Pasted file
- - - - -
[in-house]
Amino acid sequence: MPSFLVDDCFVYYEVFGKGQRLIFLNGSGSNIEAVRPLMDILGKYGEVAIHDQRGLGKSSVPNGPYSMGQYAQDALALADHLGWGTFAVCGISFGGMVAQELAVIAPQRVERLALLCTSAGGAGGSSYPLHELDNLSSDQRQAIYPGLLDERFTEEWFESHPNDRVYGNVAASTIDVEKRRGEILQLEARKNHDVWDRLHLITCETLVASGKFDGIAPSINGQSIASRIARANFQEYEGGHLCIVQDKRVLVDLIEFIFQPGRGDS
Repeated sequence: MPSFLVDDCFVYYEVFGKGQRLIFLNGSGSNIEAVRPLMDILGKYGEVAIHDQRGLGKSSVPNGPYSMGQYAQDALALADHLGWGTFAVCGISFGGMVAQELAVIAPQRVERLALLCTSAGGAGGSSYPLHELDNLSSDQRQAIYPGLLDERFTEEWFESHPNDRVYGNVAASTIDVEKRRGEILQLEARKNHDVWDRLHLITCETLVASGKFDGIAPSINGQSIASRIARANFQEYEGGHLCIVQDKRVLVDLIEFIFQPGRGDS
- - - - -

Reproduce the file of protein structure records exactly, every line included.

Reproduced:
[in-house]
Amino acid sequence: MPSFLVDDCFVYYEVFGKGQRLIFLNGSGSNIEAVRPLMDILGKYGEVAIHDQRGLGKSSVPNGPYSMGQYAQDALALADHLGWGTFAVCGISFGGMVAQELAVIAPQRVERLALLCTSAGGAGGSSYPLHELDNLSSDQRQAIYPGLLDERFTEEWFESHPNDRVYGNVAASTIDVEKRRGEILQLEARKNHDVWDRLHLITCETLVASGKFDGIAPSINGQSIASRIARANFQEYEGGHLCIVQDKRVLVDLIEFIFQPGRGDS
Repeated sequence: MPSFLVDDCFVYYEVFGKGQRLIFLNGSGSNIEAVRPLMDILGKYGEVAIHDQRGLGKSSVPNGPYSMGQYAQDALALADHLGWGTFAVCGISFGGMVAQELAVIAPQRVERLALLCTSAGGAGGSSYPLHELDNLSSDQRQAIYPGLLDERFTEEWFESHPNDRVYGNVAASTIDVEKRRGEILQLEARKNHDVWDRLHLITCETLVASGKFDGIAPSINGQSIASRIARANFQEYEGGHLCIVQDKRVLVDLIEFIFQPGRGDS